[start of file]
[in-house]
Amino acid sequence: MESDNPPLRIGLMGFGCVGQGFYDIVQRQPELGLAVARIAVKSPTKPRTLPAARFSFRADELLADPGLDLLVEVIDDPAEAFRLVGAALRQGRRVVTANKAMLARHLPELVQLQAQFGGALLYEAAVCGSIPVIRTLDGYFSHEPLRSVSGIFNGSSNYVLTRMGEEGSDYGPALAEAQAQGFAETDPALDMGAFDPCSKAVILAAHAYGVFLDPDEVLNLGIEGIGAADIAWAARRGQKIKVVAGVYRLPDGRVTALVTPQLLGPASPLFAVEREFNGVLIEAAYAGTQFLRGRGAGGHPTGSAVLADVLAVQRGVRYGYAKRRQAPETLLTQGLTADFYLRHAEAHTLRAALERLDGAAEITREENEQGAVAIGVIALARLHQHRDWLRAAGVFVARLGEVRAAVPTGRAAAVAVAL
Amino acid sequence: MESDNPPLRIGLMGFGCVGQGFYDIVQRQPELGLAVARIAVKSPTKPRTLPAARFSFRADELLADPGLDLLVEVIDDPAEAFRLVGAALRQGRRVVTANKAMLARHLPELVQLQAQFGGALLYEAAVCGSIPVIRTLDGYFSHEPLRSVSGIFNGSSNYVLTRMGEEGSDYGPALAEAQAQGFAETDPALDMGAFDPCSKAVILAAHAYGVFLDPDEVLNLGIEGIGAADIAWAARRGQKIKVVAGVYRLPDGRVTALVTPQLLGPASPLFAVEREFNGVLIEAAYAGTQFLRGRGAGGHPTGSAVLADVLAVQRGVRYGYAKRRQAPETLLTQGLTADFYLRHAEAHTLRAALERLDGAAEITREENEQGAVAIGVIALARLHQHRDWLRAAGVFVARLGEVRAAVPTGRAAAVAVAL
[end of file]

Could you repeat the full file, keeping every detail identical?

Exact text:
[in-house]
Amino acid sequence: MESDNPPLRIGLMGFGCVGQGFYDIVQRQPELGLAVARIAVKSPTKPRTLPAARFSFRADELLADPGLDLLVEVIDDPAEAFRLVGAALRQGRRVVTANKAMLARHLPELVQLQAQFGGALLYEAAVCGSIPVIRTLDGYFSHEPLRSVSGIFNGSSNYVLTRMGEEGSDYGPALAEAQAQGFAETDPALDMGAFDPCSKAVILAAHAYGVFLDPDEVLNLGIEGIGAADIAWAARRGQKIKVVAGVYRLPDGRVTALVTPQLLGPASPLFAVEREFNGVLIEAAYAGTQFLRGRGAGGHPTGSAVLADVLAVQRGVRYGYAKRRQAPETLLTQGLTADFYLRHAEAHTLRAALERLDGAAEITREENEQGAVAIGVIALARLHQHRDWLRAAGVFVARLGEVRAAVPTGRAAAVAVAL
Amino acid sequence: MESDNPPLRIGLMGFGCVGQGFYDIVQRQPELGLAVARIAVKSPTKPRTLPAARFSFRADELLADPGLDLLVEVIDDPAEAFRLVGAALRQGRRVVTANKAMLARHLPELVQLQAQFGGALLYEAAVCGSIPVIRTLDGYFSHEPLRSVSGIFNGSSNYVLTRMGEEGSDYGPALAEAQAQGFAETDPALDMGAFDPCSKAVILAAHAYGVFLDPDEVLNLGIEGIGAADIAWAARRGQKIKVVAGVYRLPDGRVTALVTPQLLGPASPLFAVEREFNGVLIEAAYAGTQFLRGRGAGGHPTGSAVLADVLAVQRGVRYGYAKRRQAPETLLTQGLTADFYLRHAEAHTLRAALERLDGAAEITREENEQGAVAIGVIALARLHQHRDWLRAAGVFVARLGEVRAAVPTGRAAAVAVAL